ATHENS, Greece – NATO's commander in southern Europe met Greek security leaders Friday to discuss the alliance's role in helping safeguard the Athens Olympics (search).
U.S. Adm. Gregory Johnson, commander of NATO's Joint Force Command based in Naples, Italy, met Greek armed forces chief Gen. Giorgos Antonakopoulos and Public Order Minister Giorgos Voulgarakis. No statements were made after the meetings.
Greece is seeking NATO (search) help with aerial surveillance, sea patrols and protection against a chemical, biological or nuclear attack at the Aug. 13-29 Olympics, and the alliance is expected to approve the request.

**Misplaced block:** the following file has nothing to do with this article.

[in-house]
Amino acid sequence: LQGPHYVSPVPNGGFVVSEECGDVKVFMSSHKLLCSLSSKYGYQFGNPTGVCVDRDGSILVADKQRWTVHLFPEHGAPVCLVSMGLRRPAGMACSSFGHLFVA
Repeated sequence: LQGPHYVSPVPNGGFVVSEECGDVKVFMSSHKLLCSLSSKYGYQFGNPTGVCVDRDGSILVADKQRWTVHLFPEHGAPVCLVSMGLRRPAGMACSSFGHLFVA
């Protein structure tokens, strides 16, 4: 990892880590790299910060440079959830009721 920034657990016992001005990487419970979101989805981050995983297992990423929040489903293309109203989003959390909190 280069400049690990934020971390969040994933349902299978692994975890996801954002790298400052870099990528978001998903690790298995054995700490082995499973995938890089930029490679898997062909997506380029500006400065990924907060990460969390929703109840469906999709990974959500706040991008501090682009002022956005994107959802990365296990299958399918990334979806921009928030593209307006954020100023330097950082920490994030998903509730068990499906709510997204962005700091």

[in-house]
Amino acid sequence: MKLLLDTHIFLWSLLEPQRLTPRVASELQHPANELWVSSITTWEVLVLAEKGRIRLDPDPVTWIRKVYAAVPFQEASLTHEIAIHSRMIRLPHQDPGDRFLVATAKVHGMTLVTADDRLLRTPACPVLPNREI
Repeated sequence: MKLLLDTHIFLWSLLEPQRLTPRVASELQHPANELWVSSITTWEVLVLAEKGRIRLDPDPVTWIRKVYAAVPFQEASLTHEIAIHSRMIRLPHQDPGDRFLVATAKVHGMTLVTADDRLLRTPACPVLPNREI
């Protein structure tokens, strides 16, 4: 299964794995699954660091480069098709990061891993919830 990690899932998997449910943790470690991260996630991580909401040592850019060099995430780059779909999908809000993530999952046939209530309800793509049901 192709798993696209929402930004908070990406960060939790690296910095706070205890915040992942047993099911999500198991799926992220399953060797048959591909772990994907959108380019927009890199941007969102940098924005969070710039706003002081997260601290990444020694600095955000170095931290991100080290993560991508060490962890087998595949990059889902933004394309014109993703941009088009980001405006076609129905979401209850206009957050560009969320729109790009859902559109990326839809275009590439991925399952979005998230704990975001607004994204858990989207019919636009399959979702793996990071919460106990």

A Greek defense official, who asked not to be identified, told The Associated Press that Johnson discussed deploying AWACS aircraft, warships from NATO's Mediterranean fleet, and the alliance's multinational chemical and biological battalion.
Government officials have said NATO support will be provided outside Greece's borders but the defense official said Johnson discussed the possible deployment of battalion officers near Athens.
Greece is spending more than $800 million on security for the games, with more than 50,000 police and soldiers involved.
Concern in Athens was raised following the March 11 bombings in Spain, and Greece's military is taking a more active role.
Antonakopoulos will travel Saturday to the United States for meetings with defense officials, including Gen. Richard Myers (search), chairman of the U.S. joint chiefs of staff.
The United States is advising Greece on security, along with six other countries, and is leading an international effort to provide Athens with potential threat information.